Verizon Droid's Sales Surge: Report
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The Verizon Droid by Motorola. Click to enlarge.
Mobile app analytics firm Flurry estimates that 250,000 Droids sold within seven days of launch -- more than four times as many as the HTC myTouch, which Flurry said had 60,000 in sales a week after its release.
Still, these figures pale in comparison to Apple's iPhone 3GS, which surpassed the 1 million mark within three days.
However, it's worth noting that the 3GS went on sale in eight countries, not just the U.S. as the Droid did. And the iPhone already had an avid fan base waiting to upgrade.
Given this, Flurry sees the early sales numbers as a good omen for the Droid, which runs on version 2.0 of the open source Android platform. To the mobile researcher, the Droid's early performance signals that it's competing with the iPhone.
Trends in app development are also starting to look more promising for Android-based devices in the Droid's wake. Flurry said it's seen a "sharp increase" in new applications being developed for the mobile OS -- an increase of 94 percent from September to October.
"The launch of Droid signals the beginning of a viable platform alternative to the iPhone as Android builds critical mass," Peter Farago, vice president of marketing at Flurry, wrote in a blog post. "As major companies continue to vie for a piece of the exploding smartphone market, the consumer has never had more choice and innovation in the mobile industry. With Droid, Motorola has raised the bar for Android handsets, contributing to an ever-growing base of Android handsets upon which applications developers can build a business."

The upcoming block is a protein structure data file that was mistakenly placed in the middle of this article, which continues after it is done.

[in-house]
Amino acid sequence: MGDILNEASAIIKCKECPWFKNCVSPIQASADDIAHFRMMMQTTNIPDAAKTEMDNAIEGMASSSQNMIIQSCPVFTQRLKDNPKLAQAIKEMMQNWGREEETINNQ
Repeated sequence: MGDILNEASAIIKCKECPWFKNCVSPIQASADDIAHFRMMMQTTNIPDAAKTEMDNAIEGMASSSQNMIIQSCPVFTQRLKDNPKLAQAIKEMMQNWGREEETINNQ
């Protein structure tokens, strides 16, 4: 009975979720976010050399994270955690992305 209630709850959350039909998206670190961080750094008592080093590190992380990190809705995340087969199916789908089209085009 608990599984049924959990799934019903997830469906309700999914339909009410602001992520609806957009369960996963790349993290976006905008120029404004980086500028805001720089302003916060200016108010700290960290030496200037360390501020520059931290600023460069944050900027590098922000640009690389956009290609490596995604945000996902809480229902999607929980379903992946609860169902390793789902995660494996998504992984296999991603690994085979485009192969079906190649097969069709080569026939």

Flurry arrived at the Droid sales figure through the analytics service it provides for more than 10,000 apps. The company said the apps that it tracks are on two out of every three iPhone and Android handsets worldwide.
The company's Droid sales estimates compare to numbers offered recently by other analysts, which have ranged from 100,000 to 200,000 for the debut weekend.
One reason all eyes are on the Droid is because the smartphone sector is a bright spot in the otherwise slumping mobile phone and tech industry. That's been spurring unprecedented competition among key players, all of whom want to unseat the iPhone in terms of popularity and profit.
For Motorola (NYSE: MOT) specifically, the stakes are high as the struggling mobile firm looks to Android handsets to return the company to profitability.
This year has marked a seminal era for high-end handsets, as new operating systems, including Google's Android and Palm's webOS, gun for traction in the market, while hardware players concentrate on their own releases -- spurring new handsets from Apple, Motorola, Palm, HTC, Research In Motion, Nokia and Samsung.
A Verizon spokeswoman had not returned calls seeking comment by press time.